Safe and Sound

SOUTH CAROLINA NATIONAL GUARD

Columbia, SC
5
Star Rating
Founded in 1966, SOUTH CAROLINA NATIONAL GUARD is an NCUA-insured credit union headquartered in Columbia, SC. The credit union has $70.1 million in assets, according to June 30, 2017, regulatory filings.

Members have $32.1 million on deposit tended by 19 full-time employees. With that footprint, the credit union holds loans and leases worth $32.1 million. Its 6,388 members currently have $56.7 million in shares with the credit union.

Overall, Bankrate believes that, as of June 30, 2017, SOUTH CAROLINA NATIONAL GUARD exhibited a superior condition, earning a full 5 stars for safety and soundness. Keep reading for an analysis of how the credit union did on the three major criteria Bankrate used to score American credit unions on safety and soundness.

WHAT IS
SAFE AND SOUND?

Find out

THE INSTITUTION'S SCORE

Capital Score

Capital works as a cushion against losses and affords protection for members when a credit union is struggling financially. Therefore, an institution's level of capital is a valuable measurement of its financial fortitude. When it comes to safety and soundness, more capital is preferred.

On our test to measure capital adequacy, SOUTH CAROLINA NATIONAL GUARD racked up 26 out of a possible 30 points, beating the national average of 15.26.

SOUTH CAROLINA NATIONAL GUARD appears to be more well prepared for financial trouble than its peers, with a capitalization ratio of 18.00 percent in our test, above the average for all credit unions.

Asset Quality Score

This test's purpose is to try to understand how the credit union's loan loss reserves and overall capitalization could be affected by problem assets, such as past-due mortgages.

A credit union with large numbers of these types of assets may eventually be required to use capital to cover losses, diminishing its buffer of equity. Many of those assets are also likely to be in non-accrual status and thus aren't earning money, resulting in diminished earnings and potentially more risk of a failure in the future.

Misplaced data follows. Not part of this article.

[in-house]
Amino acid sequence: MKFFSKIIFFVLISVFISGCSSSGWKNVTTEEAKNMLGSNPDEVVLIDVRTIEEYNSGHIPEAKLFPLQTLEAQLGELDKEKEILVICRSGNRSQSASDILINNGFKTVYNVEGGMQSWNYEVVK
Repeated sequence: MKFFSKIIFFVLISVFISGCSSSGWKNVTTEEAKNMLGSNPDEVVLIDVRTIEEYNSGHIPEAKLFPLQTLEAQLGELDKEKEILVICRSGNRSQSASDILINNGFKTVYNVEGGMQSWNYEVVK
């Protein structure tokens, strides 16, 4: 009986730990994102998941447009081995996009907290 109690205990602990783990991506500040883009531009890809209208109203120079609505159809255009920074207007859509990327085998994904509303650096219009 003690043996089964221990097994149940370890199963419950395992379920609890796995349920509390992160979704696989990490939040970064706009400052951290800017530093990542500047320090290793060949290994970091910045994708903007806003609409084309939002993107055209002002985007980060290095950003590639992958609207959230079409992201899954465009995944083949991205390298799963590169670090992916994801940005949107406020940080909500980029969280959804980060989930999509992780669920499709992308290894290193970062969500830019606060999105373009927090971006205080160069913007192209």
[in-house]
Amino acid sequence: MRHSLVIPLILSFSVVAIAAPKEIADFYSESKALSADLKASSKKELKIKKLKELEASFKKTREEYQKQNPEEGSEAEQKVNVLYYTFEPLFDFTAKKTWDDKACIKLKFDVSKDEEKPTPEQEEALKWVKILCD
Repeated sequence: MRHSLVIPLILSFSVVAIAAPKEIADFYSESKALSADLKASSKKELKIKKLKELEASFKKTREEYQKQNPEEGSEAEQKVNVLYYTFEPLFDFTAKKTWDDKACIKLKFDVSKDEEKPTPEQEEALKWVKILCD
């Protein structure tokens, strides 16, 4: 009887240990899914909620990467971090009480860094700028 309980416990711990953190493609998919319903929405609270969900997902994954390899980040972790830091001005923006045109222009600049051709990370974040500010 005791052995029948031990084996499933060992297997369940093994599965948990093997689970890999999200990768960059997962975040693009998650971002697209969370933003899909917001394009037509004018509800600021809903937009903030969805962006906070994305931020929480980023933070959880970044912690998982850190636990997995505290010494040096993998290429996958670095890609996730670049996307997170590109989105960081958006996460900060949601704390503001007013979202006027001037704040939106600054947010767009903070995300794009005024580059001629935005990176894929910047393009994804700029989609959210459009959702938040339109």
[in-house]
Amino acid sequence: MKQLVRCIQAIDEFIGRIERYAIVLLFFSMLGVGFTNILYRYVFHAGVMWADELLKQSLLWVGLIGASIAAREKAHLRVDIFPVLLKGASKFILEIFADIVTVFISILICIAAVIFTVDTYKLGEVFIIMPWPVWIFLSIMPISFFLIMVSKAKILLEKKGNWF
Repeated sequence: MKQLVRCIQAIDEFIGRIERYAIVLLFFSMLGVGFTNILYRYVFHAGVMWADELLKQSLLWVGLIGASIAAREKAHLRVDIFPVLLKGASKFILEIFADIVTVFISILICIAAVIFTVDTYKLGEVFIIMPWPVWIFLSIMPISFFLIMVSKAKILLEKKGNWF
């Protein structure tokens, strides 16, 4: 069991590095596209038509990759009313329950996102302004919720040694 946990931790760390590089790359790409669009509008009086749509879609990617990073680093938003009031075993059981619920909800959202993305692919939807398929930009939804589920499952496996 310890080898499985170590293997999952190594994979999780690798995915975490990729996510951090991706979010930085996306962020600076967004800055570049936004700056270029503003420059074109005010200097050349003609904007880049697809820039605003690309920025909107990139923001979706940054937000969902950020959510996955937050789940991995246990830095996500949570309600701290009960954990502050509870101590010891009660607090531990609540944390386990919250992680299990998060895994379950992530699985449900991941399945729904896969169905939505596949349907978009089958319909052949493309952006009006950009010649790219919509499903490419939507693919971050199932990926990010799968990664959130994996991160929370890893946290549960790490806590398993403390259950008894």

SOUTH CAROLINA NATIONAL GUARD exceeded the national average of 38.15 on Bankrate's test of asset quality, racking up 40 out of a possible 40 points .

SOUTH CAROLINA NATIONAL GUARD's ratio of problem assets was 1.00 percent in our test, beneath the national average and suggestive of greater financial strength than other credit unions.

Earnings score

A credit union's profitability has an effect on its safety and soundness. A credit union can retain its earnings, expanding its capital buffer, or put them to work addressing problematic loans, likely making the credit union more resilient in times of trouble. However, credit unions that are losing money are less able to do those things.

On Bankrate's test of earnings, SOUTH CAROLINA NATIONAL GUARD scored 14 out of a possible 30, exceeding the national average of 10.31.

SOUTH CAROLINA NATIONAL GUARD had an earnings ratio of 7.00 percent in our test, above the average for all credit unions, suggesting that it's outperforming its peers in this area.








WHAT IS SAFE & SOUND?

Bankrate.com's Safe & Sound Ratings provide a star rating system to evaluate the current financial status of financial institutions. The information gathered about banks, credit unions and thrifts is updated as set forth in the Terms of Use of Safe & Sound Ratings and Reports. The Safe & Sound Ratings information is grouped by categories of banks, thrifts and credit unions.

Scoring methodology

Bankrate.com evaluates the financial condition of institutions and assigns a one- to five-star rating for each with five stars representing the highest rating. Institutions with satisfactory performance will generally receive a rating of three or more stars. The majority of institutions fall into the three- to four-star range. An institution with an "NR" rating may be too new to rate or may have limited the publicly available information in their regulatory filings. The "NR" is not an indication of financial strength or weakness. The Safe & Sound rating is believed to be reliable, but the information is not guaranteed. In addition, events since the information was collected may have altered the institution's financial condition.